Credit to Author: John Munson| Date: Thu, 28 Mar 2019 17:54:08 +0000
Autonomous haul trucks have been used in mining for well over 10 years now, and at just a single open pit mine owned by Fortesque their fleet has now logged over 15 million miles. Yes, 15 million! And autonomous passenger cars, although still in the early stages of development, have racked up some serious miles as well. Waymo, the Google start-up, announced in October of 2018 that they have cracked the 10-million-mile mark even though they are operating in very limited fashion in just a few select cities.
So why hasn’t this autonomous technology been leveraged in the steel industry yet? Unlike autonomous cars driving on city streets with unpredictable traffic and pedestrians constantly posing hazards, overhead cranes operate in a controlled environment, with prescribed paths and very few random obstacles to consider when moving coils or slabs from point A to point B. It ought to be fairly straightforward, no?
There are perhaps a number of reasons for this, including lack of capital, limited downtime to make upgrades, fiscal conservatism in a volatile market, and embedded legacy infrastructure based on DC motors. But sometimes the simplest reason is also the most likely. And in this case, it just might be trying to understand what the true benefits really are. “OK, so I can automate my cranes, but what does it really mean? What are the benefits?”
There are many, and I would link them all to a second reason why there has been limited movement toward autonomous crane technology, and that would be uncertainty in how to calculate the ROI on the required investment. It’s not just a factor of saved operator costs. It also involves the economic benefit that could be achieved from reallocating those human resources to other areas to make them more productive; the reduced cost of lost time due to injury and the potential to reduce insurance premiums; the reduction in damaged goods from mishandling and higher yields; the reduction in machine wear and tear due to lower mechanical stress afforded by smoother crane operation and the resulting reduction in maintenance costs as well as extended equipment lifespan. And if taken one step further, what about more accurate inventory control, shipping logistics, and supply chain management?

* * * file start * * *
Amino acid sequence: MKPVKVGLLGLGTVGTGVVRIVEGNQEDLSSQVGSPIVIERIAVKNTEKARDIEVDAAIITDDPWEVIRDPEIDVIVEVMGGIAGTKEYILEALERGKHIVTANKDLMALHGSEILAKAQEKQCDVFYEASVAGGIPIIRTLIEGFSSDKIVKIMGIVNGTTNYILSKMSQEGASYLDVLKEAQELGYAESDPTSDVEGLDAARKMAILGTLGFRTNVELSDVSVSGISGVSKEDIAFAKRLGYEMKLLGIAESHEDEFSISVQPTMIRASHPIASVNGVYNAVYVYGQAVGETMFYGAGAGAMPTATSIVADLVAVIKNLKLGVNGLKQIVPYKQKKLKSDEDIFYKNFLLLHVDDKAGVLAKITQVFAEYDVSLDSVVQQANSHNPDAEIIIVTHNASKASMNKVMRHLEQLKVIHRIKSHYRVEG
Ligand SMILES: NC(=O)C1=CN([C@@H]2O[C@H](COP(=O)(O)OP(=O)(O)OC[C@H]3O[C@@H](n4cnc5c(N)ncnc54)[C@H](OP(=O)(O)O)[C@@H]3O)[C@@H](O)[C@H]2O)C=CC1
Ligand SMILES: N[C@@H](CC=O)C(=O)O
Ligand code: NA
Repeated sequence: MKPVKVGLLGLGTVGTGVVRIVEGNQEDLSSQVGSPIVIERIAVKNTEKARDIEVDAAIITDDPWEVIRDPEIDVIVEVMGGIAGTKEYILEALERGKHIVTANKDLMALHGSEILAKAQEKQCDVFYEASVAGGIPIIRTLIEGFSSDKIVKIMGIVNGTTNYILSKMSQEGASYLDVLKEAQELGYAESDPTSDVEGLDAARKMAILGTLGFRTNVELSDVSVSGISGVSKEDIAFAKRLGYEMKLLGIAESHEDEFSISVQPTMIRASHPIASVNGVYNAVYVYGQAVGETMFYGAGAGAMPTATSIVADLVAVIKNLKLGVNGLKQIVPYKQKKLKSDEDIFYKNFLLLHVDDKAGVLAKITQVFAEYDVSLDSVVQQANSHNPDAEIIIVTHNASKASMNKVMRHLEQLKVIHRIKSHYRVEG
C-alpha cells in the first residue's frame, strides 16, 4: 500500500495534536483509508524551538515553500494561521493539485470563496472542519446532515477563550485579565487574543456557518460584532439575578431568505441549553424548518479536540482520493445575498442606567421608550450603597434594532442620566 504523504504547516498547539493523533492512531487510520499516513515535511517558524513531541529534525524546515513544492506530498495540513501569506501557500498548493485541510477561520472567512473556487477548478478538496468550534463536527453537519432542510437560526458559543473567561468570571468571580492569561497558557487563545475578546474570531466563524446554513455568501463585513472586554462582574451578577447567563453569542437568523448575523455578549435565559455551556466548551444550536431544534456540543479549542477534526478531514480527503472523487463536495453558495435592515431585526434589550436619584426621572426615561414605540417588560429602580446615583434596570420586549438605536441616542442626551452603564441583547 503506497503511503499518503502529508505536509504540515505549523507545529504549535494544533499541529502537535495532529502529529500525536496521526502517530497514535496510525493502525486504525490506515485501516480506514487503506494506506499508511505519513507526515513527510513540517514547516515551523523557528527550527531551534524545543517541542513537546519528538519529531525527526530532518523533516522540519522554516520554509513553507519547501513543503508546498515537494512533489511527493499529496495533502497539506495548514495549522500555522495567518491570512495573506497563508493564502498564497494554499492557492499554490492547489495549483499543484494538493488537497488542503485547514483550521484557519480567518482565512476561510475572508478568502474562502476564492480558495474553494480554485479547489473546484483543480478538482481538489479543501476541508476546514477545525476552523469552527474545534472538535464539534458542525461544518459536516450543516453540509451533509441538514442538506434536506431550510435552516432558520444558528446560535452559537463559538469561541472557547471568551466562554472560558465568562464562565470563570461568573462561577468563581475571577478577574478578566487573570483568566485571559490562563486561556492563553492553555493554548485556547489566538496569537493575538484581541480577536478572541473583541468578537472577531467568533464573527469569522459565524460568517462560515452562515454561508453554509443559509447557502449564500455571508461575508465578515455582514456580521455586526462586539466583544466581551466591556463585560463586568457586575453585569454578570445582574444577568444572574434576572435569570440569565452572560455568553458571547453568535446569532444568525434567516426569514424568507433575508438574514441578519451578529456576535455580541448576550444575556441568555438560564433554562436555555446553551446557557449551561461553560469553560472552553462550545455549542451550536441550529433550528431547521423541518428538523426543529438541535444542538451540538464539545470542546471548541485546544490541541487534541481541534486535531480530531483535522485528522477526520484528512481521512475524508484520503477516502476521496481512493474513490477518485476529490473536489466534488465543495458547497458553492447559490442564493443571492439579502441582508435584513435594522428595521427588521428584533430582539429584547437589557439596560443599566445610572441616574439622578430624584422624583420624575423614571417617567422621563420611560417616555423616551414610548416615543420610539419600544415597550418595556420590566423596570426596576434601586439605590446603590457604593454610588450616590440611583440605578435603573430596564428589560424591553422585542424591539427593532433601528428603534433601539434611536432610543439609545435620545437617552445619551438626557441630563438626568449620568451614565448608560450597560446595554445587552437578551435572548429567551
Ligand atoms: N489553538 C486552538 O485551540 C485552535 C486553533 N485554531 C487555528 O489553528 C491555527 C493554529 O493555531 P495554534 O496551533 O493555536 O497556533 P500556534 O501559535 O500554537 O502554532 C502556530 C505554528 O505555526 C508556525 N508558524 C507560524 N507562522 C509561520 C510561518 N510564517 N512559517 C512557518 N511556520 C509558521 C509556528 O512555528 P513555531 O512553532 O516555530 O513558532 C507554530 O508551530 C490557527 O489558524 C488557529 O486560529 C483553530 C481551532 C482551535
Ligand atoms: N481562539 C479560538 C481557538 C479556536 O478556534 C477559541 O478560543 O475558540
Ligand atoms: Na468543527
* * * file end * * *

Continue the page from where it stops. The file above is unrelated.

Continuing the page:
It all adds up to a more efficient opperation, but how do you put a number on that? It’s not easy but it’s an exercise worth undertaking because although the ROI calculations on these benefits are not straightforward, they are real nonetheless and worth considering.
We are delivering an informative webinar on April 9th on the technology and benefits behind autonomous cranes, so if you would like to learn more about this innovative new technology please join us by registering here.
The post Autonomous cranes in the steel industry: a revolution waiting to happen appeared first on Schneider Electric Blog.